I have been many things in my life. A bare-footed child playing her way through a long summer in Indiana. A shy high school student who made herself try out and get into a performing choir. A college student finding her own identity on the campus she still thinks of as home. A young wife moving across many states to begin a life where she knew no one. A daughter, sister, mother, friend, teacher. All of these different phases of my life now combine, in a scattered way, inside my conscious. As I once again re-invent myself I take some part from each of those beings I once was and, hopefully emerge re-born.
I am a mother to my daughters, but they are grown and do not need me as they once did. I was once mother to my own mom as she slipped into dementia. That was a struggle for both of us. The word mother seems to have one meaning, the female parent of a child. But, we mother’s know it has so many more. We cradle our children to our breasts, snuggle them and kiss their beautiful heads. We watch them gallop freely away from us a young children, but know they will turn back to us when they become frightened. We argue with them as teens as they try to find their own definition of themselves. And we cry with excitement and loss as we watch them walk away from us on a college campus. At that moment we know they will truly never return to us as children. I realize my daughters are adults and quite capable of making decisions. Yet, I struggle when I know or feel a decision will not be the right one for them. Still, unless they ask, I try not to voice an opinion. At this point, I have to let them learn from their mistakes. Consequently, I, as so many other mothers before have done, must rebuild the image my daughters and I have of myself.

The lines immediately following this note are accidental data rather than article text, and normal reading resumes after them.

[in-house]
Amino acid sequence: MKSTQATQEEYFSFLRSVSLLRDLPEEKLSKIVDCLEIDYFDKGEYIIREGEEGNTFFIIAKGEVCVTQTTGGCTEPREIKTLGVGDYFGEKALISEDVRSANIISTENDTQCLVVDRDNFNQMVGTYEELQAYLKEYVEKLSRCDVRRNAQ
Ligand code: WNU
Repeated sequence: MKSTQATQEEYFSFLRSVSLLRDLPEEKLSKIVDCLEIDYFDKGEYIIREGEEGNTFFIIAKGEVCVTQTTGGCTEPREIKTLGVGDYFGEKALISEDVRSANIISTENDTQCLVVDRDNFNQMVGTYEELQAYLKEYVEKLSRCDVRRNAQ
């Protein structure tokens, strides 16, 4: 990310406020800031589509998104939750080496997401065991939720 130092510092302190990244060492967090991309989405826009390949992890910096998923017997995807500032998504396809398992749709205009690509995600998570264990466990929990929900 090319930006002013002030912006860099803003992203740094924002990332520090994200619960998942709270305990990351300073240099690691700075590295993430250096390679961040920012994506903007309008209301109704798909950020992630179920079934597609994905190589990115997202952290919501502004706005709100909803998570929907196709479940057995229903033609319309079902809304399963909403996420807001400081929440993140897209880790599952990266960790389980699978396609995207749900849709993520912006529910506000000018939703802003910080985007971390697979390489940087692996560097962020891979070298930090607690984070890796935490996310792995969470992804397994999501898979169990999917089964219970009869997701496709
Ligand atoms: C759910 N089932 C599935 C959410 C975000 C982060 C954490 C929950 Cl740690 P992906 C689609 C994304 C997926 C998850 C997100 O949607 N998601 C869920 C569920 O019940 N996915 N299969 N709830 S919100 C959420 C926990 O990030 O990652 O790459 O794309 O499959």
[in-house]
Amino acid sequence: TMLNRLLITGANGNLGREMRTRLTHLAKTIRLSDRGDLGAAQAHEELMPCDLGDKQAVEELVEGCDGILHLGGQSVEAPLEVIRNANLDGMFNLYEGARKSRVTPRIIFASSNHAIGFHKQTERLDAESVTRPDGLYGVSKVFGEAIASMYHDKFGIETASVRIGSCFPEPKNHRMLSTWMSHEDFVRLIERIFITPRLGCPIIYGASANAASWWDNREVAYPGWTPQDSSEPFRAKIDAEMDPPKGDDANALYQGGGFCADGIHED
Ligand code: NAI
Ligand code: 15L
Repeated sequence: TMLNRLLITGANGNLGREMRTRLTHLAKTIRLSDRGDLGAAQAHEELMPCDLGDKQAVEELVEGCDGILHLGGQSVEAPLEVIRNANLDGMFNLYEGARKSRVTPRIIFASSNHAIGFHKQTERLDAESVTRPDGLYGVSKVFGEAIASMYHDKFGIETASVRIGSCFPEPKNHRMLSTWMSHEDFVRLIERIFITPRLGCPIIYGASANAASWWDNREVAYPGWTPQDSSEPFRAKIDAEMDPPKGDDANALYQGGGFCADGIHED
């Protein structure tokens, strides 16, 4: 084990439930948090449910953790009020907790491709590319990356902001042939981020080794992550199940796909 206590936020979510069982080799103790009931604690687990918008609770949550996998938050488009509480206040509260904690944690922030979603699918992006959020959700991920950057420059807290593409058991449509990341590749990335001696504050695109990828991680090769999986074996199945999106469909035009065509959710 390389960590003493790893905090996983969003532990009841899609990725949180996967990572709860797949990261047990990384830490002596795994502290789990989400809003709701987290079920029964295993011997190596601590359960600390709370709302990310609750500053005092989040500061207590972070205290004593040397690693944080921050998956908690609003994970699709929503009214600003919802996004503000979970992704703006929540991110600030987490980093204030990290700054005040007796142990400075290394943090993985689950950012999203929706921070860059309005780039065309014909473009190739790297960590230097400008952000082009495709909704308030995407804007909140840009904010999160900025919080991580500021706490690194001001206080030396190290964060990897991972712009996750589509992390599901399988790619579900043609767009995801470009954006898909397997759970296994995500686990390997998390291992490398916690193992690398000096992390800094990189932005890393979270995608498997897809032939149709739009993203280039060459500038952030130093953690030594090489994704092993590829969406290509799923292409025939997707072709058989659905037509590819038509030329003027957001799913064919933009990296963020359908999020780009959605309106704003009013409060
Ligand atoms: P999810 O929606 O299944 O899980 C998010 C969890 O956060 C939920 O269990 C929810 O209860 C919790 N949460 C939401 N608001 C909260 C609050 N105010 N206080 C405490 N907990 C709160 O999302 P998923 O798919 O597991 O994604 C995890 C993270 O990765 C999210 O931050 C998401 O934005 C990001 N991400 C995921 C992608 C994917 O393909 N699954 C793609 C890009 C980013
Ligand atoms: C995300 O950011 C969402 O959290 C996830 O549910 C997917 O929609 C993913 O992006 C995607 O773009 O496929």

How do we mothers go about building that new relationship with our children? I am struggling with that now. How do I define to my girls that I no longer feel the need to mother them? In my opinion they turned out pretty good. I know I cannot be a girlfriend. But, can we be friends? Can we share experiences as adults? The trial begins as I realize I must stop myself from being a mother, and they will need to stop being a child. It is a difficult transition. I don’t think I ever successfully made that with my mother. But, I want to try with my daughters. I want to establish a relationship still built on trust, but not reliance. I want my daughters to come to me for advice, but not expect me to solve their problems. I want to respect their independence, but I need them to understand I need independence too. Most of all I want to have fun. I want to laugh with them over silly things. I want to enjoy our times together. I want us to find a common ground we can be comfortable with in our new roles.


5 thoughts on “Re-birth

  1. Wow, this is great…who can’t relate? Wish I had answers…but I think we done good!!! Thanks for speaking for so many of us!

  2. Posey…I LOVE it!! Your timing couldn’t have been better as I, once again, send Emily off to school! Thanks for always sharing!

  3. Posey, well said. This is a tough transition to make for all of us and it is tough to stop being a “mother” and become a bystander in their lives. But, we have done well and they all are thriving!

  4. Poesy as stated above I’m sure you’ve done well with your girls. Mine are 29-34 and 37 trust me you will laugh and have fun with them. They will choose to spend time with you. My Andrea got married in June a year ago and we are going on vacation with her and her husband in April and we’re not paying! You will be friends.

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